Sure. you know, as a professional services firm creating an environment that allows for and supports continuous learning and creates the conditions for accelerated learning are mission critical. Doesn't matter, you know, what skills you come in with 18 months later, those are out of date. So having a kind of engine that's continuously building our capabilities on our team is absolutely missing critical. So everybody who comes into the firm in, you know, in our core delivery team, which is 90% of our employees. So we haven't done this for everyone, but it's covers our core services delivery team all the analysts, all the engineers, all the managers has what we call a learning path that they are currently on and they know what learning path they're going to be doing next and a learning path to simply sort of a micro kind of module that tightly coupled theory and practice and is designed for neuro diversity.

Design for neurodiversity

Rajesh Anandan:
And if you go to the next slide we've sort of been on this journey to redefine how corporate training happens because most corporate training doesn't work. We know that doesn't actually impart skills and then it's particularly unhelpful for learners who are neuro diverse. And thanks to my colleague, Nicole Radziwill, who in addition to running large scale engineering teams and being a data scientist is professor data sciences is near divergent and she's been sort of authoring an architecting, our approach to learning. We call it designed for neuro diversity. It has a few very specific principles, and we apply that to how we create curriculum and learning experiences. And so that's table stakes, but most organizations just put up, you know, a one hour video when you're supposed to learn something. You know, you've got to create learning experiences that are self-paced that are actually designed for engagement.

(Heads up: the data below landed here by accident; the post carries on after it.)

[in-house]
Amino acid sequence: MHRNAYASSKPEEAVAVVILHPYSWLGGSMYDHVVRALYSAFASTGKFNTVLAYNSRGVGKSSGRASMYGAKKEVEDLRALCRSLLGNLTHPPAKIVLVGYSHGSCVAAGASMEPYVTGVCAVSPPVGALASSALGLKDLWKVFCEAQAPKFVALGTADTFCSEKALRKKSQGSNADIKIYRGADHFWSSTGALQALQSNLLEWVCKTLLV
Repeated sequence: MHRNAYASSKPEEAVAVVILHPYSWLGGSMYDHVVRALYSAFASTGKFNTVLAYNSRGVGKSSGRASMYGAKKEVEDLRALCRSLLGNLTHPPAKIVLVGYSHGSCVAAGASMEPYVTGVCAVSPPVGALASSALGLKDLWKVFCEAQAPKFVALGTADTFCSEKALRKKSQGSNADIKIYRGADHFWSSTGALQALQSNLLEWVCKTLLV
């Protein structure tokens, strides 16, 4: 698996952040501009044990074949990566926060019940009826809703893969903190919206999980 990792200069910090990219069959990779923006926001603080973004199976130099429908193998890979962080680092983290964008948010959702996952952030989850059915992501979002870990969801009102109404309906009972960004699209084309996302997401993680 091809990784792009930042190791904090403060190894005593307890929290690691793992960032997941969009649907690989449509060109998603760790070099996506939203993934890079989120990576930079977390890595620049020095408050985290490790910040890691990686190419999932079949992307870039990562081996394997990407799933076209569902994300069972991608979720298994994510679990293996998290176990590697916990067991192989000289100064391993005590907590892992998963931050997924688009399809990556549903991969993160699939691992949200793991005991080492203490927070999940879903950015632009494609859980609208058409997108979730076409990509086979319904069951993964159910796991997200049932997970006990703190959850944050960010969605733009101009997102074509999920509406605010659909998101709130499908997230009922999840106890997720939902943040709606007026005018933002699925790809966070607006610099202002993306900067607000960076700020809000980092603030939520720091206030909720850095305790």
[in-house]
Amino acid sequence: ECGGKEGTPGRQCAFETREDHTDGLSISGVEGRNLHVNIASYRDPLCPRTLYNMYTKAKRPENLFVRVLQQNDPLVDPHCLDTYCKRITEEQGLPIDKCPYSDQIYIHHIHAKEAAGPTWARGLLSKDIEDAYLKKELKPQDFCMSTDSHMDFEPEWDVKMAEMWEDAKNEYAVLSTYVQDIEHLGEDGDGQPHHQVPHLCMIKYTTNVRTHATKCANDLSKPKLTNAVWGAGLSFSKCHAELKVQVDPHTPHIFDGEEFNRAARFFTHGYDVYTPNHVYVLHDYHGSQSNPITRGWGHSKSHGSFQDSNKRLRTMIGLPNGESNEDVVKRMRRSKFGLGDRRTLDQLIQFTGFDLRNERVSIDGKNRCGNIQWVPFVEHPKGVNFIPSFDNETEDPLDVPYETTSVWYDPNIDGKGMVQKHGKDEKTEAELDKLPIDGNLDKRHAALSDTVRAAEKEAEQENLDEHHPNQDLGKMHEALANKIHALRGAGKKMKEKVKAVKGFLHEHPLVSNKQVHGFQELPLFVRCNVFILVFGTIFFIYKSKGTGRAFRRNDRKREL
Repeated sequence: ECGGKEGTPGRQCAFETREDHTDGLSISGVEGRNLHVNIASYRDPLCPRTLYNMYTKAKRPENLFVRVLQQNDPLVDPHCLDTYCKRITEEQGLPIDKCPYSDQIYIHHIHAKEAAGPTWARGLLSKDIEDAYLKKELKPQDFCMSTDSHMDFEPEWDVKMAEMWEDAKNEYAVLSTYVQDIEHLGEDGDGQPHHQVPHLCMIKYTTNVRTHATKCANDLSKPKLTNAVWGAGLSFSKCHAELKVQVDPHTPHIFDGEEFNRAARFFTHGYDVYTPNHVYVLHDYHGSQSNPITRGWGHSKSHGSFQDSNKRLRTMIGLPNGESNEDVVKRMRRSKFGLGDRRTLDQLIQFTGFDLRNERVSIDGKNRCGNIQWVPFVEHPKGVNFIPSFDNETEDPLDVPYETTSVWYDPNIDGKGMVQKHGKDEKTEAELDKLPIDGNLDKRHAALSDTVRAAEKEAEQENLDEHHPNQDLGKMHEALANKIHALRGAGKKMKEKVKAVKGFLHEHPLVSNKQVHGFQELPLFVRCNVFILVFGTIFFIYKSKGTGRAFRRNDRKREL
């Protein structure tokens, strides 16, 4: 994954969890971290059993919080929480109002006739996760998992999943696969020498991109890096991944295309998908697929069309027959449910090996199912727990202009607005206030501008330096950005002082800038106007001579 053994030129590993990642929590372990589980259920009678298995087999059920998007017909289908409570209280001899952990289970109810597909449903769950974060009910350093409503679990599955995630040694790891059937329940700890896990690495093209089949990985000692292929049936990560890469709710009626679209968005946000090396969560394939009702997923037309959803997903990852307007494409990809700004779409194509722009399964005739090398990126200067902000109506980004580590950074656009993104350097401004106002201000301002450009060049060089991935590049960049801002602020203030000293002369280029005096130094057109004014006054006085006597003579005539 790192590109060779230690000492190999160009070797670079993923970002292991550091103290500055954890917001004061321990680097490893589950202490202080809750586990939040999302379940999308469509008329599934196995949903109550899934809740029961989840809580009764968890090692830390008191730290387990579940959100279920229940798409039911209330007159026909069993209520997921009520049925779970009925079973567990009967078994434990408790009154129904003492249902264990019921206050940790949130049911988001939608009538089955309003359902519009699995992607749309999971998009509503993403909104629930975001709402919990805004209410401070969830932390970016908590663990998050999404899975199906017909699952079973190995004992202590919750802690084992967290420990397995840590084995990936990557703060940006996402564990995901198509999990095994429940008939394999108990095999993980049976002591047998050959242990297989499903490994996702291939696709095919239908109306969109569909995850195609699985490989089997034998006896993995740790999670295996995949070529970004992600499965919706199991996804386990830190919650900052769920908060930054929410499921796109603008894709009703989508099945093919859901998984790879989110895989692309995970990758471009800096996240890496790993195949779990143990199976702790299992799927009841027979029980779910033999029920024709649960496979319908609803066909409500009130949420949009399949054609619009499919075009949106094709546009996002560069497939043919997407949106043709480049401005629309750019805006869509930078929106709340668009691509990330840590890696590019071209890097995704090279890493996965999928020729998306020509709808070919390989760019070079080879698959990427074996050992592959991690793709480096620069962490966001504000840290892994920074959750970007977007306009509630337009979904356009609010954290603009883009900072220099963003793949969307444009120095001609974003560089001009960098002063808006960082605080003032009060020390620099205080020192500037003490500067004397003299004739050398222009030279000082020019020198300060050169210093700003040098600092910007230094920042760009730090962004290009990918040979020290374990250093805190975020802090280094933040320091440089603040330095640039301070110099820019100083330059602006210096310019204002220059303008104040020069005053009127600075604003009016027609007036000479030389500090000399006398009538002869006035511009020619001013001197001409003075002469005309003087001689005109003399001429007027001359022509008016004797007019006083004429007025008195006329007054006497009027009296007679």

Rajesh Anandan:
You've got to have hands-on practical exercises coupled with the content in micro modules versus like study this thing for, hours and hours and hours, and then you have one exercise at the end. Like that's not how learning happens. And those activities need to actually tie back to your day job. So it's relevant. So you can actually ingest internalize it. And then some very specific things around how we design for accessibility and kind of different learners. But everybody, you know, on our delivery teams has a learning path that they're on. They know what they're going to do next. And this is framed around what we call a launch pad. It's acute, you know, we're Ultranaut, so everybody's a launchpad, but it's your personalized learning path. And we're at startup, right? We don't have a lot of resources and yet we've made this important enough because it's mission critical that we create this environment around continuous learning. And so everybody who comes in you know, as part of their onboarding has a launch pad that ties to like, where do you want to go? Like, what is the aspiration? What is the role you're trying to work towards and then work backwards from there to where you today, what is the learning path you need to take now? And what's the one you need to take next?

Stacia Garr:
Yeah, that's great. Question that came in was round just, you know, there's obviously a lot of technical skills that people need to develop and use. But what about the non-technical skills? So are you, is there kind of a specific thought and effort that you put around your learning and development efforts to enable people to focus on you know, potentially things like active listening or communicating more effectively or something like that that you think is, you know, important so that all of the audiences, all of the diversity in your team can be affect, you know, feel included.

Rajesh Anandan:
So to us, that's not a question of training, it's more a question of systems because, you know, it's like you can have all the workshops you want people go back to their desk and behave exactly the same that they did before. And so, as we think about aligning on the way in which we work and communicate and treat each other we think in systems and tools, right? So very organically from one of our projects emerged a different way of implementing agile and scrum because it turns out while agile was designed to be inclusive. In fact, it is not. And so because on our teams, right, we're running agile scrum teams where we'll be brought in by fortune 500 firms to build test automation, frameworks, or do data quality audits across the enterprise. It's complex technical work, it's moving fast, we've got a wide range of communication preferences.

Rajesh Anandan: